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Coachella Valley Preserve
The 20,000 acre Coachella Valley Preserve is located very close to the major urban areas around Palm Springs and Interstate 10 that passes through the area. It can be found on the north end of Coachella Valley at the base of the Indio Hills.
A beautiful "1000-palm" oasis provides wonderful shade in an otherwise scorching desert. Temperatures in the area can reach 115 degrees in summer but is wonderfully pleasant in late winter and early spring. Lush wildflower blooms can be found early in the season here that are representative of what most of the Coachella Valley used to look like before its sprawling suburbs existed. Many unique species exist in the natural wetland and palm oases and surrounding areas, including federally protected Coachella Valley Milkvetch which used to be more widespread but was displaced by development. There are several different natural oases, including previously-mentioned Thousand Palm Oasis, which is actually fed by a seep from deep inside the water table created by the San Andreas Fault, upon which the Preserve lies.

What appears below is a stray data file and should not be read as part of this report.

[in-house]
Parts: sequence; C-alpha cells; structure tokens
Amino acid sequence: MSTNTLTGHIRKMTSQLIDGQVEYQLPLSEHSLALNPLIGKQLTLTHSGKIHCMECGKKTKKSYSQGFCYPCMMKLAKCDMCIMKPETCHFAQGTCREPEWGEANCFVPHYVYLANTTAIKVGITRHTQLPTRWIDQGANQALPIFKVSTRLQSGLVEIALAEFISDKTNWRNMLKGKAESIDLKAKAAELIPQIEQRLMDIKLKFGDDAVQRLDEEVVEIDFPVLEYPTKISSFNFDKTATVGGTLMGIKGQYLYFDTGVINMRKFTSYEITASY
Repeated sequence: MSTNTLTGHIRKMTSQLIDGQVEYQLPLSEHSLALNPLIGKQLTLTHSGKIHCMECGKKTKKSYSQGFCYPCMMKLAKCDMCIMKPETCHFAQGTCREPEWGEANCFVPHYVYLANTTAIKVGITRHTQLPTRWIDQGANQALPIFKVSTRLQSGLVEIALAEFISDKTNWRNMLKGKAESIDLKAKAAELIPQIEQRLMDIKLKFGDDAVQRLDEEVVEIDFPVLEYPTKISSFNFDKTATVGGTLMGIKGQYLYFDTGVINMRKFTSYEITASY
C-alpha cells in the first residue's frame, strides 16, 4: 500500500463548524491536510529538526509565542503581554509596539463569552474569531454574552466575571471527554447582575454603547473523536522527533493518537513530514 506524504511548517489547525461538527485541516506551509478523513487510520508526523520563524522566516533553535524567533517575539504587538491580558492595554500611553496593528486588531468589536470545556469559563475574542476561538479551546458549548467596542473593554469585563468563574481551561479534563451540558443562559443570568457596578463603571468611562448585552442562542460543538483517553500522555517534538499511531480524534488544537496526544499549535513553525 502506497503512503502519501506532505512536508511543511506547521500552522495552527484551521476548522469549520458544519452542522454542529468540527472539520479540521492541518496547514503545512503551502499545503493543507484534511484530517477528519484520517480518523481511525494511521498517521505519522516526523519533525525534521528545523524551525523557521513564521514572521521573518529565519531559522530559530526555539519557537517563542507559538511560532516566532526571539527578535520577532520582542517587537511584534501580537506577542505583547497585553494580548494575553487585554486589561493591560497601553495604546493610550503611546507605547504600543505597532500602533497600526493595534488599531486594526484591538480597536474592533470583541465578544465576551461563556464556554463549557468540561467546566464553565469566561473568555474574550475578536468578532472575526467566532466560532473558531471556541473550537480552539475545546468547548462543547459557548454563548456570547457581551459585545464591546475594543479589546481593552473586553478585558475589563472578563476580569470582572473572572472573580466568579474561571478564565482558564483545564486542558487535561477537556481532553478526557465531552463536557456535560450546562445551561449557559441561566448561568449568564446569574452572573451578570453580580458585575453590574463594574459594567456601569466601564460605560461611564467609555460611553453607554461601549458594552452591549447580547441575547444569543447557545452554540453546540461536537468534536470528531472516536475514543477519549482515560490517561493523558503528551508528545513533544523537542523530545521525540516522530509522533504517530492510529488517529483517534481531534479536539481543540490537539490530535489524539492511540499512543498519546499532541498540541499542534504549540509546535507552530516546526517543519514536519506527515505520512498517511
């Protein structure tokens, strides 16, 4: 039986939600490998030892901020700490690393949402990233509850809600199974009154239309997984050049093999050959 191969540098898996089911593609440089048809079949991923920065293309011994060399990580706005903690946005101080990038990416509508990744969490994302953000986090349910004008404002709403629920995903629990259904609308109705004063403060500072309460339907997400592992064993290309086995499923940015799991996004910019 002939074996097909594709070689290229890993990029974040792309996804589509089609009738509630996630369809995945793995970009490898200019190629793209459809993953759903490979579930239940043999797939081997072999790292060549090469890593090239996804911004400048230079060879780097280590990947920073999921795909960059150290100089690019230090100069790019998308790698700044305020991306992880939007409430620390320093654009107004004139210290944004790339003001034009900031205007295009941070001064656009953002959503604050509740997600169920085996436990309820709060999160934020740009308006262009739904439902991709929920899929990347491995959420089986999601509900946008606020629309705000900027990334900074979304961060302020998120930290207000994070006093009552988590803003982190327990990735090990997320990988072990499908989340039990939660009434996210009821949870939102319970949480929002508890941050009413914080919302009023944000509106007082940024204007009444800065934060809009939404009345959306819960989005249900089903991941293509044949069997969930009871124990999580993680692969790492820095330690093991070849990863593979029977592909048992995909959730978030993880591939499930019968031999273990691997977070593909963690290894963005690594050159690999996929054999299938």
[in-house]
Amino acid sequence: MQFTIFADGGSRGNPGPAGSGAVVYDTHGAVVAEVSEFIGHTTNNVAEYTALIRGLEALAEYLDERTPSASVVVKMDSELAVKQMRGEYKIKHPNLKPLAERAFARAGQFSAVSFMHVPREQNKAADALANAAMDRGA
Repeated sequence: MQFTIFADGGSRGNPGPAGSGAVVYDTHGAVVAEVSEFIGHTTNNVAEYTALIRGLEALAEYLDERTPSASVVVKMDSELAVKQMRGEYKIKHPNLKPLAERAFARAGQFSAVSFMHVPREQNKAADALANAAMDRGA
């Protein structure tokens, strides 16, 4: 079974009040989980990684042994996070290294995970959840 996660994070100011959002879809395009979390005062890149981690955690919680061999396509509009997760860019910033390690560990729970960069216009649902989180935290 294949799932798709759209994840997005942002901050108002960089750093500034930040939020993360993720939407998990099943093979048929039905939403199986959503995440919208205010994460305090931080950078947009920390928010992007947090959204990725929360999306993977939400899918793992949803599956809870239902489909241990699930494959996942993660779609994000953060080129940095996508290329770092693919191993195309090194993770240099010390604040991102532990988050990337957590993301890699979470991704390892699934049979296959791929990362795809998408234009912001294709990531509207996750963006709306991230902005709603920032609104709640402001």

The preserve staff are hard at work removing Tamarisk trees, which are some of the most invasive and destructive non-native species in the desert. They can drain an area almost completely of surrounding groundwater, depriving native flora and fauna in oases and other rare desert wetlands (even near some park headquarters). These trees been known to dry up entire wetland areas, but strong remediation measures have proven successful at restoring the habitats.